What happens after you’ve run in the World Championship marathon

After what has been a whirlwind few months, it has been nice to get back home and back running the same routes I have been running for years. Whilst I thoroughly enjoyed the last few months, it has been great for me to get back down the track on a Tuesday night at the Carmarthen Harriers club-night, where my brother and old coach, Delyth Brown also trains. Even though I have loved my recent training camps in Portugal and Paris, sometimes it’s great to run the routes I used to when I started out in the sport just over 9 years ago. It’s only really now I have had the chance to look back at my journey so far and realise how far I have come, and what it took to get here. While it’s nice to look back at my journey, I am also fully focussed on the future and I am determined to continue training and improving my personal bests to make more Great Britain teams. Another thing I love about being home is the scenery, there is just something about running hard in some rural Welsh countryside which I just love.

Since having a compete rest week immediately after the marathon, I have now resumed full training and have slowly built up my mileage each week. It wasn’t until two and a half weeks after the marathon that I did my first session as without a sufficient recovery period, I would never be able to resume full training and progress as my body would still be carrying fatigue. With each progressing week, the sessions became gradually more challenging and my ‘long run’ became slightly longer. I think it is important for runners of all levels not to jump straight back into full training as this carries a great risk of injury. Instead, slowly build up the miles and intensity each week so that your body is able to adjust and cope with the new stress.


Josh reflecting on what he achieved in London

The baton relay

Commonwealth Baton Relay

As a Welsh athlete, the Commonwealth Games are a big deal, and something I have been aiming for since I started out in athletics back in 2008. Having run 71 seconds under the Welsh Athletics qualifying time of 2:16:00 back in April, all I have to do now is wait and cross my fingers that my name is on the team-sheet when it is selected in December.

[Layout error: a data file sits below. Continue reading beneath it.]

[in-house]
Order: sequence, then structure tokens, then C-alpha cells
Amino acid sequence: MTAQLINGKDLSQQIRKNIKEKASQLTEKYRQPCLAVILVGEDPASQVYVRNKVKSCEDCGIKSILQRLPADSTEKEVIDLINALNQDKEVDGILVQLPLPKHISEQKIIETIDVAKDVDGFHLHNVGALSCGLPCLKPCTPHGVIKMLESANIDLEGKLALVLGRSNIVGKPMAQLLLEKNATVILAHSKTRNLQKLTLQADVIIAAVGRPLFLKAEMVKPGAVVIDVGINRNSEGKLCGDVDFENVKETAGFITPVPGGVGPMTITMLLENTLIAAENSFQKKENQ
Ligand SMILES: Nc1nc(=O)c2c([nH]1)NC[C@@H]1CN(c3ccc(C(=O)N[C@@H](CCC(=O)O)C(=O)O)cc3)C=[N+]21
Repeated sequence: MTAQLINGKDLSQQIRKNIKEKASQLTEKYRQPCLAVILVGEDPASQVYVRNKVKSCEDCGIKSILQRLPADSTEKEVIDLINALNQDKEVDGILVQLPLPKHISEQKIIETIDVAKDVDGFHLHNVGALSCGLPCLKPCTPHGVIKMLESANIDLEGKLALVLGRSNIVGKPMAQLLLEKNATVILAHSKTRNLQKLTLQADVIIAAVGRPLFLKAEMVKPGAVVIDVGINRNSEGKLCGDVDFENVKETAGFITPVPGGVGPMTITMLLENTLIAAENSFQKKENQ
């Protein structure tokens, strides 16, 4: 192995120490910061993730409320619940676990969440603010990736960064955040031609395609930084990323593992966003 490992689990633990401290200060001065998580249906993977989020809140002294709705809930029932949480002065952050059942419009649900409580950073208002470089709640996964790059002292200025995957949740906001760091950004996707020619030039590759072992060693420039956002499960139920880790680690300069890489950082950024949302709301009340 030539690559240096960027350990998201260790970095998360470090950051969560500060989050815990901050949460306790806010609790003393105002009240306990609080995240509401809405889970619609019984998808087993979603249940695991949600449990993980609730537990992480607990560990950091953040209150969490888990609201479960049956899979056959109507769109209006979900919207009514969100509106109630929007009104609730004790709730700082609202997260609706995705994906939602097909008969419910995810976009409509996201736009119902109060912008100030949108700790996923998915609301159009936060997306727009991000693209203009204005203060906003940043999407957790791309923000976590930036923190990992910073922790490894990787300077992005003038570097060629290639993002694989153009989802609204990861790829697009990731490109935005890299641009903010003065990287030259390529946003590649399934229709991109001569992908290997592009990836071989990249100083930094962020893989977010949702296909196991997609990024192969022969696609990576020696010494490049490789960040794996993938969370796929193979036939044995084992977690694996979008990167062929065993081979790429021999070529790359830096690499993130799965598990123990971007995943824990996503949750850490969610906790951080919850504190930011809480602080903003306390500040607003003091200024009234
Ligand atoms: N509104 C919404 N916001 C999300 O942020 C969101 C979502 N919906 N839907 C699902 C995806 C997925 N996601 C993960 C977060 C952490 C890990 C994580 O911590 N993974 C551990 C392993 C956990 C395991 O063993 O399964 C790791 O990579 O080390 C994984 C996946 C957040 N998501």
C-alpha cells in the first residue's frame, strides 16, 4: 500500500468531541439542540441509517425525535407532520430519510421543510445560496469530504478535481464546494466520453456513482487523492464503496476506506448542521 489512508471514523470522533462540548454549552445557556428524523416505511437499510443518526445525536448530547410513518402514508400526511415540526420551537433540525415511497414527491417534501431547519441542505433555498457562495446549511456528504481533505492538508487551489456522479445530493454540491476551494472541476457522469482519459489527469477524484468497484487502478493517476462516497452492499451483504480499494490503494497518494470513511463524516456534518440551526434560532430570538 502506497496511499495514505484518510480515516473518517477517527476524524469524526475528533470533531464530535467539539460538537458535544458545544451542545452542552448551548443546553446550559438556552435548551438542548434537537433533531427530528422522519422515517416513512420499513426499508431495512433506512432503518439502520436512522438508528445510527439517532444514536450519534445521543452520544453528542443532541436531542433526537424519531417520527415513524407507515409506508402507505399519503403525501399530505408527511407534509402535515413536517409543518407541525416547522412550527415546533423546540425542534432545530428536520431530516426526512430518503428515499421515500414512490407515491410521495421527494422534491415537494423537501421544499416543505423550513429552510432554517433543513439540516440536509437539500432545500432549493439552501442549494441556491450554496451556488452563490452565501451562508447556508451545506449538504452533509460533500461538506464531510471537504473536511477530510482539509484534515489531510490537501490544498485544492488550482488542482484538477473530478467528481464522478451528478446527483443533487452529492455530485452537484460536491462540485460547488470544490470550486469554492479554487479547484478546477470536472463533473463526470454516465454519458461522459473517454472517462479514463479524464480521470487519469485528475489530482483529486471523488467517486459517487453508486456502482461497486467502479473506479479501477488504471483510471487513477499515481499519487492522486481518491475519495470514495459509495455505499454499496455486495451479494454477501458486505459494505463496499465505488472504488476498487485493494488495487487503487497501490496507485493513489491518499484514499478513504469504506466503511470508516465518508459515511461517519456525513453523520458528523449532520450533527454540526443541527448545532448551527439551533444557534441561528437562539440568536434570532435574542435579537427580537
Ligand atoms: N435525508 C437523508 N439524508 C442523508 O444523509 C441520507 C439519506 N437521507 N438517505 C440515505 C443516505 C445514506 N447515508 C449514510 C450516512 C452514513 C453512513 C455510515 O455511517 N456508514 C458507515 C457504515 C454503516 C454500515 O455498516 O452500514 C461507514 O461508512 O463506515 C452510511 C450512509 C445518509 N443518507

As part of the Commonwealth Games, similar to the Olympics, the ‘Commonwealth Baton’, which carries a message from the Queen, travels around all of the Commonwealth nations before arriving in Australia before the start of the games. On September the 5th, I was lucky enough to be given the opportunity to carry the Baton through Swansea, and hand over to Leon Britton (a Swansea City FC legend) before joining him on the last leg as we arrived at the National Waterfront Museum in Swansea. This was an amazing experience for me and a real honour to be given such an opportunity. The Commonwealth Games Marathon in April 2018 will be my next marathon if I am selected.


Welsh Road Relays

Last weekend I competed in my first race since the World Championship marathon on August 6th. While this race is not a target race for me, it was an indicator of my current shape heading in to the Cardiff half marathon on October 1st. This is a team competition comprising of 4 athletes per team, each running a 5km leg. This is a competition I really enjoy as it is rare in the sport of athletics that you get to compete as a team.

Last year we (Swansea Harriers) won the Welsh title and we were able to do that again this weekend despite some stiff competition from Cardiff AAC who also have a great team. It was great to put my Swansea Harriers vest on and line up alongside my teammates for the first time since London in April. This will also act as good preparation for Swansea as we aim to win the British Road Relay title in Birmingham on October the 7th.

Cardiff Half Marathon

The 2017 Cardiff Half Marathon will be my first big race since the World Champs and a race which I have done many times in the past and really enjoyed. In 2014 I had a small breakthrough here as a 20 year-old when I ran 66:28 for the half marathon which put me at the top of the U20 UK ranking that year. Therefore putting my positive past experiences at this race and my experience from competing at the World Championships together, I hope that I can run a positive race here again. Whilst this is a big race, it won’t be my overall aim for the upcoming road racing season, but a stepping-stone in my journey towards what I hope will be the 2018 Commonwealth Games Marathon.

I believe that it is vital for athletes of all levels to set themselves both long-term and short-term goals so that you know exactly what you are working towards, and so that you can effectively plan with your coach the best route to get you there. Setting clear defined goals really helped both my training and motivation as you are always working towards something as opposed to just running blindly.

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